The Popular Science Monthly, Volumen81

McClure, Phillips and Company, 1912

Comentarios de la gente - Escribir un comentario

No encontramos ningún comentario en los lugares habituales.

Otras ediciones - Ver todas

Términos y frases comunes

Pasajes populares

Página 347 - I WAS ever of opinion, that the honest man who married, and brought up a large family, did more service than he who continued single, and only talked of population.
Página 19 - It is bounded on the north by the Caribbean Sea, on the east by the Atlantic...
Página 597 - Valentine, and said that there is reason to think that the writings of the latter were composed about the end of the sixteenth or the beginning of the seventeenth century...
Página 88 - ... have commenced it — has not only conferred practical benefits on men, but, in so doing, has effected a revolution in their conceptions of the universe and of themselves, and has profoundly altered their modes of thinking and their views of right and wrong. I say that natural knowledge, seeking to satisfy natural wants, has found the ideas which can alone still spiritual cravings.
Página 211 - Annual Report of the Henry Phipps Institute for the Study, Treatment and Prevention of Tuberculosis.
Página 394 - ... barracks, is such that it can have no effect upon the incidence of respiratory disease and higher death-rate, which statistical evidence has shown to exist among persons living in crowded and unventilated rooms. The conditions of temperature, moisture and windless atmosphere in such places primarily...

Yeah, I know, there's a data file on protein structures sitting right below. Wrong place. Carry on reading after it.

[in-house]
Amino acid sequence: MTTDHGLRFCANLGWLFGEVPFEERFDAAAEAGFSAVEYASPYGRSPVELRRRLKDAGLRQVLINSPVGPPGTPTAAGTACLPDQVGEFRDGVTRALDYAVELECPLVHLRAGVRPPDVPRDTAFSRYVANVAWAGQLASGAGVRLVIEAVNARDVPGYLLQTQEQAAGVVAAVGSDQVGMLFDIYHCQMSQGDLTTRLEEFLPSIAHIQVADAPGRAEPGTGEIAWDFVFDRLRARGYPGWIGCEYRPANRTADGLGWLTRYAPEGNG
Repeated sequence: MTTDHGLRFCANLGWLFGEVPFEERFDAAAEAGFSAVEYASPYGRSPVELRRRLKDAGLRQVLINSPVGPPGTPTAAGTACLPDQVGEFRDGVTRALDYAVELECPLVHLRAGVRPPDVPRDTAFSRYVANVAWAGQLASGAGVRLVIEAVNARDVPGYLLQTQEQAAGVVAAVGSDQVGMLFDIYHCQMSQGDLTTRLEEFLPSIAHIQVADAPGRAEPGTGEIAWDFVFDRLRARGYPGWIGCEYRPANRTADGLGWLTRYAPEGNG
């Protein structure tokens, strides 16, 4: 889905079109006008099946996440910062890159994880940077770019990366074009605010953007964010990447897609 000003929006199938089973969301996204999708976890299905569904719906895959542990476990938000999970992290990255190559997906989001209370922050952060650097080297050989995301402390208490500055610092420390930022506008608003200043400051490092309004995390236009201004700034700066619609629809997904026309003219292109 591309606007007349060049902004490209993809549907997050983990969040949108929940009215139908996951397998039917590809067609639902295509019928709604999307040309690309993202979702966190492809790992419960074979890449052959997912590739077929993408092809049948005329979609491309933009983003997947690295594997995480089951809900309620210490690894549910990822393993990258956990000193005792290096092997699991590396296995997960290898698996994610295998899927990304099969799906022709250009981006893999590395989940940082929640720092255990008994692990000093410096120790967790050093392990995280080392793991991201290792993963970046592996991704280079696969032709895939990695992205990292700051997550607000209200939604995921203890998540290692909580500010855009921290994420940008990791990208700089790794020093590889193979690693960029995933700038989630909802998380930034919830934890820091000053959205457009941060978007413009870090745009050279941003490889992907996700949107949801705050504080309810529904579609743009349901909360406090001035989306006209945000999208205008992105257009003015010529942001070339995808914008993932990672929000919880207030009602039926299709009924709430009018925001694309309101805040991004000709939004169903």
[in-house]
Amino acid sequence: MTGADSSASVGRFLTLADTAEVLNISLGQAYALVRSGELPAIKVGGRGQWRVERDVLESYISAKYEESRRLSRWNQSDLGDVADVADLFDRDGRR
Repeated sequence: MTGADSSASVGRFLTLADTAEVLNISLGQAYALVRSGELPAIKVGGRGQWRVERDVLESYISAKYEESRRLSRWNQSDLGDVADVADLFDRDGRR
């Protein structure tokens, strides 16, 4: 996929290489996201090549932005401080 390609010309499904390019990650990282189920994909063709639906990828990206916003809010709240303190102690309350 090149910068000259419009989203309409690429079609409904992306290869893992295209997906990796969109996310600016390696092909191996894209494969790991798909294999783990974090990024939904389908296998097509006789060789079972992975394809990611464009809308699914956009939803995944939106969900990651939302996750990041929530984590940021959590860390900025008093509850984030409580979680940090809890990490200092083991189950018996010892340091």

Página 347 - I chose my wife as she did her wedding gown, not for a fine glossy face, but for such qualities as would wear well.
Página 10 - To him who devotes his life to science, nothing can give more happiness than increasing the number of discoveries, but his cup of joy is full when the results of his studies immediately find practical applications.
Página 12 - I know of nothing which so clearly shows the state of mind of the profession of that day as the remark of Pidoux in criticizing Villemin's work. Kef erring to the doctrines of specificity he says, These doctrines condemn us to the research of specific remedies or vaccines and all progress is arrested. . . . Specificity immobilizes medicine.
Página 307 - Thus the very condition which causes hunger and leads to the taking of food is the condition, when the swallowed food stretches the shortened muscles, for immediate starting of gastric peristalsis. In this connection the recent observations of Haudek and Stigler are probably significant.

Información bibliográfica